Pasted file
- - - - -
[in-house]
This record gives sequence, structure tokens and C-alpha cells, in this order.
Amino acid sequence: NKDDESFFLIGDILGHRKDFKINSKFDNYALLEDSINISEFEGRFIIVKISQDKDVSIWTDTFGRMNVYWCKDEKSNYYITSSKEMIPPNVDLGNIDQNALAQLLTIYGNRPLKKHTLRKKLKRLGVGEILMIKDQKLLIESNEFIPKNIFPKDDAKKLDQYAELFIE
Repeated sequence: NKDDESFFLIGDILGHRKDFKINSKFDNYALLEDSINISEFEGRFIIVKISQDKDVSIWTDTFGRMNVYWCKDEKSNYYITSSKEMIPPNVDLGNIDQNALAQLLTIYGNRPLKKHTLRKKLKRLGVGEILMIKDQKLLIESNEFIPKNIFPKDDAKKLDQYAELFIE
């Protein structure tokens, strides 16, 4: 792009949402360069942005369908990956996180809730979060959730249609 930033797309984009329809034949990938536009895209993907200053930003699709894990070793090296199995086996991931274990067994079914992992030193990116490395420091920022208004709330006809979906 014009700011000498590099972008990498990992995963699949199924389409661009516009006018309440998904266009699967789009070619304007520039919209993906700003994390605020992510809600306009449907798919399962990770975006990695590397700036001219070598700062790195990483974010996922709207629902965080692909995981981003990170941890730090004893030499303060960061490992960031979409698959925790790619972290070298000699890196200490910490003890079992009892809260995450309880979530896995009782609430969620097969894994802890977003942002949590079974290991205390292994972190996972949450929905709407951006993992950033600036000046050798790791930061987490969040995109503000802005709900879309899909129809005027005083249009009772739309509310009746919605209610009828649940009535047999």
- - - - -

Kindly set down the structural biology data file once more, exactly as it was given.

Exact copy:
[in-house]
This record gives sequence, structure tokens and C-alpha cells, in this order.
Amino acid sequence: NKDDESFFLIGDILGHRKDFKINSKFDNYALLEDSINISEFEGRFIIVKISQDKDVSIWTDTFGRMNVYWCKDEKSNYYITSSKEMIPPNVDLGNIDQNALAQLLTIYGNRPLKKHTLRKKLKRLGVGEILMIKDQKLLIESNEFIPKNIFPKDDAKKLDQYAELFIE
Repeated sequence: NKDDESFFLIGDILGHRKDFKINSKFDNYALLEDSINISEFEGRFIIVKISQDKDVSIWTDTFGRMNVYWCKDEKSNYYITSSKEMIPPNVDLGNIDQNALAQLLTIYGNRPLKKHTLRKKLKRLGVGEILMIKDQKLLIESNEFIPKNIFPKDDAKKLDQYAELFIE
């Protein structure tokens, strides 16, 4: 792009949402360069942005369908990956996180809730979060959730249609 930033797309984009329809034949990938536009895209993907200053930003699709894990070793090296199995086996991931274990067994079914992992030193990116490395420091920022208004709330006809979906 014009700011000498590099972008990498990992995963699949199924389409661009516009006018309440998904266009699967789009070619304007520039919209993906700003994390605020992510809600306009449907798919399962990770975006990695590397700036001219070598700062790195990483974010996922709207629902965080692909995981981003990170941890730090004893030499303060960061490992960031979409698959925790790619972290070298000699890196200490910490003890079992009892809260995450309880979530896995009782609430969620097969894994802890977003942002949590079974290991205390292994972190996972949450929905709407951006993992950033600036000046050798790791930061987490969040995109503000802005709900879309899909129809005027005083249009009772739309509310009746919605209610009828649940009535047999």